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Geçmişten Günümüze Derinin Tarihi

History of Leather from Past to Present

Tanning is perhaps one of the oldest production activities in human history, developed over thousands of years to improve the performance and appearance of the remains of hunted animals and used for re-covering and sheltering.

Lascaux Caves, France: Cave Painting with Hunting Scenes

Early humans discovered that drying leather in the fire of leaves and herbs lengthened its duration over time and that rubbing it with oil made the leather more pliable, then they realized that the hair could be separated using ash or hot limestone, and finally they could color the leather using plant and flower waters .

But the big breakthrough was the discovery of tannins found in the fruits of some trees (especially oaks) and alum (a mineral that is quite common in nature, especially in volcanic regions).

These substances could actually permanently change the chemical structure of the skin or tan it.

Since then, leather has been used for many different purposes: Sumerians used it to make clothing and jewelry; The Assyrians used it to make shoes and rafts; The Egyptians used it not only to produce clothing and ornaments, but also to make tools and weapons; The Phoenicians instead modeled it to obtain water and pipes; The Romans eventually also used it to make shields and harnesses for horses.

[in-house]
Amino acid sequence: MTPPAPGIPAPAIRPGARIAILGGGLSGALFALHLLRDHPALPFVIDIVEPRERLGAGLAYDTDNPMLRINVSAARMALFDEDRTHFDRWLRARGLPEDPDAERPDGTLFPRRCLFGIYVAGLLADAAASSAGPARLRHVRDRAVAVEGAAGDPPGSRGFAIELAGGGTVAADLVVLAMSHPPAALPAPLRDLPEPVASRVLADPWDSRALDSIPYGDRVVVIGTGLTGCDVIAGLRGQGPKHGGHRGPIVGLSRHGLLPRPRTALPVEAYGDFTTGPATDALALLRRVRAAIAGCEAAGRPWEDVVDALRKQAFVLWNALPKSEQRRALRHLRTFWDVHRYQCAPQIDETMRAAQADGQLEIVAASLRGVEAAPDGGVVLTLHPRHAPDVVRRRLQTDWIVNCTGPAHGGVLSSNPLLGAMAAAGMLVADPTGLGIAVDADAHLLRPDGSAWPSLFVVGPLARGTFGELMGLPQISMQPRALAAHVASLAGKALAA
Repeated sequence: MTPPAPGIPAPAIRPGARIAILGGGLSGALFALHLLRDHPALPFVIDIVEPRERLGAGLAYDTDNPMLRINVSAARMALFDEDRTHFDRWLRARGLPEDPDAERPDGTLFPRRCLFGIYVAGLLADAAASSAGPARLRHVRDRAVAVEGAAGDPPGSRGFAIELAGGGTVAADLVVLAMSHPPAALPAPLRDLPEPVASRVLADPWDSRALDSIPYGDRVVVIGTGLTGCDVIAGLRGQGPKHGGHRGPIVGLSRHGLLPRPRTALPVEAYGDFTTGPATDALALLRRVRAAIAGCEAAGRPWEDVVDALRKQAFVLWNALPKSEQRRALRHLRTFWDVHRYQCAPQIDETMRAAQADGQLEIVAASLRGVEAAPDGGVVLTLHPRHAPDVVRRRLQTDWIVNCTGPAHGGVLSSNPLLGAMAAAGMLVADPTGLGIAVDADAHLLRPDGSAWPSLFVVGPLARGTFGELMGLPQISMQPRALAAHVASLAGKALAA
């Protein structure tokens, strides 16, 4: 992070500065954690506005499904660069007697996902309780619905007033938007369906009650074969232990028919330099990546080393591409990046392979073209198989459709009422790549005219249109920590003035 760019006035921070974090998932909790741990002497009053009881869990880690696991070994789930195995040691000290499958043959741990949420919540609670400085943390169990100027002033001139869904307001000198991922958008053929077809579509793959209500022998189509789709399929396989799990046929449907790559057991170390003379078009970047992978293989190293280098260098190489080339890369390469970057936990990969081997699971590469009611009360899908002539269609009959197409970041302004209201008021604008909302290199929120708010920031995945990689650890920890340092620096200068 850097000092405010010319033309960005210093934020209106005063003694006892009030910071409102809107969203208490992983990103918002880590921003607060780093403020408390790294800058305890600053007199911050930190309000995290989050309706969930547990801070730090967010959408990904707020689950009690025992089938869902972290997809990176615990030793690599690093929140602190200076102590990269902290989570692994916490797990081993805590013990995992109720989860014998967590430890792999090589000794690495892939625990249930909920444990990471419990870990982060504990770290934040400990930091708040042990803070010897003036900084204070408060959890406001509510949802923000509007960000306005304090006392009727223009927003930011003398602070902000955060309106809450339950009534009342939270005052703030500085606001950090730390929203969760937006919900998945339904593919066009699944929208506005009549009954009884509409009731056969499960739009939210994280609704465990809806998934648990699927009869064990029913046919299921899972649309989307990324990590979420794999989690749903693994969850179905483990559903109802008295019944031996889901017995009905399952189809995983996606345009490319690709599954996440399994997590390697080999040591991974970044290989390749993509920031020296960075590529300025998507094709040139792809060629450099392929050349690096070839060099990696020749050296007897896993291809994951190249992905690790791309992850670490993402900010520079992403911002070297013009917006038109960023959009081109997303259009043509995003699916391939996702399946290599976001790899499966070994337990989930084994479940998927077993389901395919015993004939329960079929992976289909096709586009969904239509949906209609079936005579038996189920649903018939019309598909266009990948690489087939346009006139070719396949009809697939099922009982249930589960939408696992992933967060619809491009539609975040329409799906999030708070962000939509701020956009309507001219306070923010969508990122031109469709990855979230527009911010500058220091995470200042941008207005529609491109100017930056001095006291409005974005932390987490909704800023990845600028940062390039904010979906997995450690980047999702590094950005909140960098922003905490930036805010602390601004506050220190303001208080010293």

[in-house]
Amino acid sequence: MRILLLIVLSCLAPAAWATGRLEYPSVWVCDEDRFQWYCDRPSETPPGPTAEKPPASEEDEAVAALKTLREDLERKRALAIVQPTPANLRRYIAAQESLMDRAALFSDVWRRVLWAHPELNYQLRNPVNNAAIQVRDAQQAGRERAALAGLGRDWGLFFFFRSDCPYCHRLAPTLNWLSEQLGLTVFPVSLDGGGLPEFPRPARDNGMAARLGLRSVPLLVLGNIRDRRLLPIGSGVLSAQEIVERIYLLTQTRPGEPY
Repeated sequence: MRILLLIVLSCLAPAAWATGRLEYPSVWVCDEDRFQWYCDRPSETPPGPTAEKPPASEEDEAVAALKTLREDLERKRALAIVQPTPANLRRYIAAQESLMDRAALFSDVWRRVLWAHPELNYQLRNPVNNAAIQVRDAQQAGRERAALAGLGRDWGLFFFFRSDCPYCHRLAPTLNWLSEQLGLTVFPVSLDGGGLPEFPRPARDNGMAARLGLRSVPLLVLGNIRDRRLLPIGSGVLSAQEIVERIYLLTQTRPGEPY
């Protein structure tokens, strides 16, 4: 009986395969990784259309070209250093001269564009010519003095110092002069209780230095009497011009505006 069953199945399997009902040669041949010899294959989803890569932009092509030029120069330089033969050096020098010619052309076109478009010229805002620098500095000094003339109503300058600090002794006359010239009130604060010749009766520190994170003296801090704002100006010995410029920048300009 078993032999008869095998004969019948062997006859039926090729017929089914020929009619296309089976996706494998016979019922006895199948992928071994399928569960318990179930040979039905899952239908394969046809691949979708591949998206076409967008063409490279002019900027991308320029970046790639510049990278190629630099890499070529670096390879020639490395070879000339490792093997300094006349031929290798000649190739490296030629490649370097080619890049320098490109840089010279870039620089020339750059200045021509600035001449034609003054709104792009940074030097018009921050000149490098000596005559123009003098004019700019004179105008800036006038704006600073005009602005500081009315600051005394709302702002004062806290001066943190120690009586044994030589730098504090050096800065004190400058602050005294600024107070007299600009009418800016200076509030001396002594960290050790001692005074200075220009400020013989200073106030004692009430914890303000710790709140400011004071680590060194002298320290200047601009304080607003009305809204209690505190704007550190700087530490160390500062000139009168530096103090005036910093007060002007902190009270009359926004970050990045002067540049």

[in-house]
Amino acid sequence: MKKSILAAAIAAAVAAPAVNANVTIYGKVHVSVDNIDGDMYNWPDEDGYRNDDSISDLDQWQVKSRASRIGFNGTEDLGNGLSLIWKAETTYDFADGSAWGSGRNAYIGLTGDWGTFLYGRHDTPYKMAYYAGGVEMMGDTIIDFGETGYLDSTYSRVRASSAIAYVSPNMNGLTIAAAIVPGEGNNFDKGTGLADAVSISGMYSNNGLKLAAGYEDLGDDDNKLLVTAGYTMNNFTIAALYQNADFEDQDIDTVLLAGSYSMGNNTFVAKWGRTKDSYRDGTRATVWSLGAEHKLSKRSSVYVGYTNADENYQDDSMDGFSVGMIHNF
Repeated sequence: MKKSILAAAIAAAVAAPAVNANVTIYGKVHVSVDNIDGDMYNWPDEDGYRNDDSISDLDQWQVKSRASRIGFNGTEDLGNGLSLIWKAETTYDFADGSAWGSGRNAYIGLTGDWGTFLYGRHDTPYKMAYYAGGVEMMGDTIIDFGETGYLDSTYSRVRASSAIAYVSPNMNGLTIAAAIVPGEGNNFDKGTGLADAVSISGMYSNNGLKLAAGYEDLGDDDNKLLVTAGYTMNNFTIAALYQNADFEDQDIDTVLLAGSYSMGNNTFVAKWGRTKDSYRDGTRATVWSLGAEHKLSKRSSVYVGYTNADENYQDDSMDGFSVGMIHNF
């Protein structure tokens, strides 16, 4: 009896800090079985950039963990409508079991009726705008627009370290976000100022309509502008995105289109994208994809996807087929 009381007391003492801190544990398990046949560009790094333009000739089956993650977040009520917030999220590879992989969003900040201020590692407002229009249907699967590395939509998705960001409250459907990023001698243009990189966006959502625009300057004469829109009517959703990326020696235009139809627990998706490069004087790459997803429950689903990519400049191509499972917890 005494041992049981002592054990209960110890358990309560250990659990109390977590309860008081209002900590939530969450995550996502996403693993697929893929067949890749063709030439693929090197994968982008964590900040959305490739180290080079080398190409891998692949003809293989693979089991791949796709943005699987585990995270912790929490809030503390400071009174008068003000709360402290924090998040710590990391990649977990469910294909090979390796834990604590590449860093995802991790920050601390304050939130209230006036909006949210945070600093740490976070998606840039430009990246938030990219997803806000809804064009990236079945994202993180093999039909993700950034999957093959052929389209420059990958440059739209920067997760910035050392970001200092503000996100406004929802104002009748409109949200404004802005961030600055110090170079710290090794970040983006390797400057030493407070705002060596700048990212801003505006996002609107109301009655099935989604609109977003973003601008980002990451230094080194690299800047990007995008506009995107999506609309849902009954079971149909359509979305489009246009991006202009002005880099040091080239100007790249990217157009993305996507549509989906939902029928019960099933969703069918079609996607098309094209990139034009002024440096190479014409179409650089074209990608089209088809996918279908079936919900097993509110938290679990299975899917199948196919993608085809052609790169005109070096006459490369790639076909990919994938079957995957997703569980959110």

Old Leather Shoes

However, the use of leather was limited only to the Western world: In Asia, too, the Mongols used leather to make flasks, blankets, masks, and hats, as Marco Polo testified in "Il Milione."

Kazakhstan: Antique Leather Wineskin

Over time, increasingly refined techniques were developed, such as "Moroccan" (actually first produced in India) or "Cordova leather", developed in Spain during Arab rule.

Meanwhile, until the mid-nineteenth century, little changed in this industry: the discovery of the tanning properties of chromium salts and the invention of rotary drums were a real revolution, reducing the tanning time from several months to several weeks.

Tannery - 1800s Period

Today, despite improvements in efficiency and ease of production, the processes and tools used are almost the same: leather tanning remains, and the industry retains a high degree of craftsmanship and is still closely linked to the sensitivity and skill of the master tanner.

Morocco: Manual Tanning

Today's Tanning


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